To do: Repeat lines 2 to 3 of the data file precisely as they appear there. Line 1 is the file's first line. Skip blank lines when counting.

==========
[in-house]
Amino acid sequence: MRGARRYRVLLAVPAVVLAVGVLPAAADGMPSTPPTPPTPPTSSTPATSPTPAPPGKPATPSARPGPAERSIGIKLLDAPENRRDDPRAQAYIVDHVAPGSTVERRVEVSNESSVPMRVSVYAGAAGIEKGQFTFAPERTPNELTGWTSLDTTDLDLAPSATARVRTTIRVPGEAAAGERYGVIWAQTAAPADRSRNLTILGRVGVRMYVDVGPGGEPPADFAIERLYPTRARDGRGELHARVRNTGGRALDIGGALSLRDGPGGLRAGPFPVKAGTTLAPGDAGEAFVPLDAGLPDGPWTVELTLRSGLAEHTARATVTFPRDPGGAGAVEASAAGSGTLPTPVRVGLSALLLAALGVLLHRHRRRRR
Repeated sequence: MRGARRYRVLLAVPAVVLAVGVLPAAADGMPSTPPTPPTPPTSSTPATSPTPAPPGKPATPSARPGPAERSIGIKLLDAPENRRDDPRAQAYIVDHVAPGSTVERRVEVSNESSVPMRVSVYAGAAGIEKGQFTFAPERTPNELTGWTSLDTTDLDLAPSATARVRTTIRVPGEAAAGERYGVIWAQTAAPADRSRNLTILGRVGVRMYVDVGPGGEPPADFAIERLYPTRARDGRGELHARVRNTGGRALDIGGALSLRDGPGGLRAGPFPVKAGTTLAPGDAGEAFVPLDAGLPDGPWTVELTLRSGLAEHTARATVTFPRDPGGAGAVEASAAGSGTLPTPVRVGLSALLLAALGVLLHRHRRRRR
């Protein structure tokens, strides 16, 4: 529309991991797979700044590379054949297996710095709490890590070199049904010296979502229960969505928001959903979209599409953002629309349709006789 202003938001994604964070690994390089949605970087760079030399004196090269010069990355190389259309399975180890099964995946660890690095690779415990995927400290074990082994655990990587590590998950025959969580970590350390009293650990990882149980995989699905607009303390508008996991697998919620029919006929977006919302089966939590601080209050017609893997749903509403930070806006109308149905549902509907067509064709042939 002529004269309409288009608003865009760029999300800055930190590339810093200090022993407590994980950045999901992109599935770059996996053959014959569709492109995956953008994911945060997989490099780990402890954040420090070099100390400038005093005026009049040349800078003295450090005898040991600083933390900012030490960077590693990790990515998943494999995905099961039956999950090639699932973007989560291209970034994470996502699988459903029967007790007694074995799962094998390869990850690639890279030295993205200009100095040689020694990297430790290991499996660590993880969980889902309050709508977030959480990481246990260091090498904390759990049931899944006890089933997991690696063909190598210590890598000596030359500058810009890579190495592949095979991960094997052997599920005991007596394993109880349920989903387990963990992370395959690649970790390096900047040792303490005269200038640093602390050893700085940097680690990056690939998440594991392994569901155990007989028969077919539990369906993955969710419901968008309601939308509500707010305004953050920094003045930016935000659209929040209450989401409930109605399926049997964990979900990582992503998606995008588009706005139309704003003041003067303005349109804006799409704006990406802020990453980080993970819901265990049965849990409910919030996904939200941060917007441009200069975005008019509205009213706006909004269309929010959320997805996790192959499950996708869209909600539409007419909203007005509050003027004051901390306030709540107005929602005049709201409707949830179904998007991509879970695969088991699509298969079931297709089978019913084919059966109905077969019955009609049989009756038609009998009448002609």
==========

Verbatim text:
Amino acid sequence: MRGARRYRVLLAVPAVVLAVGVLPAAADGMPSTPPTPPTPPTSSTPATSPTPAPPGKPATPSARPGPAERSIGIKLLDAPENRRDDPRAQAYIVDHVAPGSTVERRVEVSNESSVPMRVSVYAGAAGIEKGQFTFAPERTPNELTGWTSLDTTDLDLAPSATARVRTTIRVPGEAAAGERYGVIWAQTAAPADRSRNLTILGRVGVRMYVDVGPGGEPPADFAIERLYPTRARDGRGELHARVRNTGGRALDIGGALSLRDGPGGLRAGPFPVKAGTTLAPGDAGEAFVPLDAGLPDGPWTVELTLRSGLAEHTARATVTFPRDPGGAGAVEASAAGSGTLPTPVRVGLSALLLAALGVLLHRHRRRRR
Repeated sequence: MRGARRYRVLLAVPAVVLAVGVLPAAADGMPSTPPTPPTPPTSSTPATSPTPAPPGKPATPSARPGPAERSIGIKLLDAPENRRDDPRAQAYIVDHVAPGSTVERRVEVSNESSVPMRVSVYAGAAGIEKGQFTFAPERTPNELTGWTSLDTTDLDLAPSATARVRTTIRVPGEAAAGERYGVIWAQTAAPADRSRNLTILGRVGVRMYVDVGPGGEPPADFAIERLYPTRARDGRGELHARVRNTGGRALDIGGALSLRDGPGGLRAGPFPVKAGTTLAPGDAGEAFVPLDAGLPDGPWTVELTLRSGLAEHTARATVTFPRDPGGAGAVEASAAGSGTLPTPVRVGLSALLLAALGVLLHRHRRRRR